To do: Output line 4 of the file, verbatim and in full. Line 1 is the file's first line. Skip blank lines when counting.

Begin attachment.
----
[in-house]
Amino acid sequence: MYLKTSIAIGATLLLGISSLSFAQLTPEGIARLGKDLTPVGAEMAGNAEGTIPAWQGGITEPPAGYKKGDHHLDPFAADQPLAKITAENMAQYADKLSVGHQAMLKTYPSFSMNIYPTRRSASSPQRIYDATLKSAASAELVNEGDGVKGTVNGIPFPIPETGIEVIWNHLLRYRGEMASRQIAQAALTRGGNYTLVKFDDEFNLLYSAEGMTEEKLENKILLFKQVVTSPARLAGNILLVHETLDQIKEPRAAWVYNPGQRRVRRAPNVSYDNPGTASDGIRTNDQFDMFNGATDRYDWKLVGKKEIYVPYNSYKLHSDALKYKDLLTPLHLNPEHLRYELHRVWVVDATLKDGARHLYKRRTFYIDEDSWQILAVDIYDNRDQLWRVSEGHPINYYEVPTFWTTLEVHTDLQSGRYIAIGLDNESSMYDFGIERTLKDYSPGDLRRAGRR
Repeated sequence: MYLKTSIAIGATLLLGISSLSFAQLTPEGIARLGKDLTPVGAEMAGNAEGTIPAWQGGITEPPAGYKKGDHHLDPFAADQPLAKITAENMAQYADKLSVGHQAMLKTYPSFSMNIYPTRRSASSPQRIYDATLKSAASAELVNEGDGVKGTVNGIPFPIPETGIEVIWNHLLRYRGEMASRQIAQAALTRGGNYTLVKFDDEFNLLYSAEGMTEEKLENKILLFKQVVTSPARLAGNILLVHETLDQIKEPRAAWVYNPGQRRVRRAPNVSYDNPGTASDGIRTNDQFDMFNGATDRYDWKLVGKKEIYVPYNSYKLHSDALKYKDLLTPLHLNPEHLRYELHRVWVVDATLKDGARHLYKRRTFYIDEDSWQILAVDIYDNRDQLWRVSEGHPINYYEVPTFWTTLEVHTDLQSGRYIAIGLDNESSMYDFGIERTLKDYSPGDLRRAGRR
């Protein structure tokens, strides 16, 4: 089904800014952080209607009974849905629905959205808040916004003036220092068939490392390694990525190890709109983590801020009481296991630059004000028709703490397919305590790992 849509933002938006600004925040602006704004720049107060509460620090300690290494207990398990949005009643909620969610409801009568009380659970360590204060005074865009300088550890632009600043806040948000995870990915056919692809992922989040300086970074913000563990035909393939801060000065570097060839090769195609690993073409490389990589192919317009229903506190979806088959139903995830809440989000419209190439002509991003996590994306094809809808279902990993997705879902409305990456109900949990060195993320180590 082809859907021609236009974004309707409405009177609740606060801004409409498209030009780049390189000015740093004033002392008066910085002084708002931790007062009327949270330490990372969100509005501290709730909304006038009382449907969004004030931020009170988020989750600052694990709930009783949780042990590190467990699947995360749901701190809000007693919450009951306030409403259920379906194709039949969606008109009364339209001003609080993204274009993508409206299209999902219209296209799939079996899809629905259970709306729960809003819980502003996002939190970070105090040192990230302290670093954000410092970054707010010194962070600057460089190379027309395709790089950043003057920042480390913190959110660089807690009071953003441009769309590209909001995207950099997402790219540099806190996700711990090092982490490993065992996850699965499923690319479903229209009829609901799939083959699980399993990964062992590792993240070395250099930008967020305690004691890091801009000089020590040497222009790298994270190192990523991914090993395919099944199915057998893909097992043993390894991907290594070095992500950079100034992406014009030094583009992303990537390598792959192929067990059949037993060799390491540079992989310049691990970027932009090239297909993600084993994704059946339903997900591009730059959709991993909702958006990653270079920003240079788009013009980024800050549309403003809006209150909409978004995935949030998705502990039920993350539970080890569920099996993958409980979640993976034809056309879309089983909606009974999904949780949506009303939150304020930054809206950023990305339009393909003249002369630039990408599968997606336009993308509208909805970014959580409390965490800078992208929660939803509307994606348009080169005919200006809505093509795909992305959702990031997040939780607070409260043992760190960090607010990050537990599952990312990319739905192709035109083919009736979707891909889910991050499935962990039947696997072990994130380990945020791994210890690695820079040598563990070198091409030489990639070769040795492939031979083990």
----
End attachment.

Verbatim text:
């Protein structure tokens, strides 16, 4: 089904800014952080209607009974849905629905959205808040916004003036220092068939490392390694990525190890709109983590801020009481296991630059004000028709703490397919305590790992 849509933002938006600004925040602006704004720049107060509460620090300690290494207990398990949005009643909620969610409801009568009380659970360590204060005074865009300088550890632009600043806040948000995870990915056919692809992922989040300086970074913000563990035909393939801060000065570097060839090769195609690993073409490389990589192919317009229903506190979806088959139903995830809440989000419209190439002509991003996590994306094809809808279902990993997705879902409305990456109900949990060195993320180590 082809859907021609236009974004309707409405009177609740606060801004409409498209030009780049390189000015740093004033002392008066910085002084708002931790007062009327949270330490990372969100509005501290709730909304006038009382449907969004004030931020009170988020989750600052694990709930009783949780042990590190467990699947995360749901701190809000007693919450009951306030409403259920379906194709039949969606008109009364339209001003609080993204274009993508409206299209999902219209296209799939079996899809629905259970709306729960809003819980502003996002939190970070105090040192990230302290670093954000410092970054707010010194962070600057460089190379027309395709790089950043003057920042480390913190959110660089807690009071953003441009769309590209909001995207950099997402790219540099806190996700711990090092982490490993065992996850699965499923690319479903229209009829609901799939083959699980399993990964062992590792993240070395250099930008967020305690004691890091801009000089020590040497222009790298994270190192990523991914090993395919099944199915057998893909097992043993390894991907290594070095992500950079100034992406014009030094583009992303990537390598792959192929067990059949037993060799390491540079992989310049691990970027932009090239297909993600084993994704059946339903997900591009730059959709991993909702958006990653270079920003240079788009013009980024800050549309403003809006209150909409978004995935949030998705502990039920993350539970080890569920099996993958409980979640993976034809056309879309089983909606009974999904949780949506009303939150304020930054809206950023990305339009393909003249002369630039990408599968997606336009993308509208909805970014959580409390965490800078992208929660939803509307994606348009080169005919200006809505093509795909992305959702990031997040939780607070409260043992760190960090607010990050537990599952990312990319739905192709035109083919009736979707891909889910991050499935962990039947696997072990994130380990945020791994210890690695820079040598563990070198091409030489990639070769040795492939031979083990």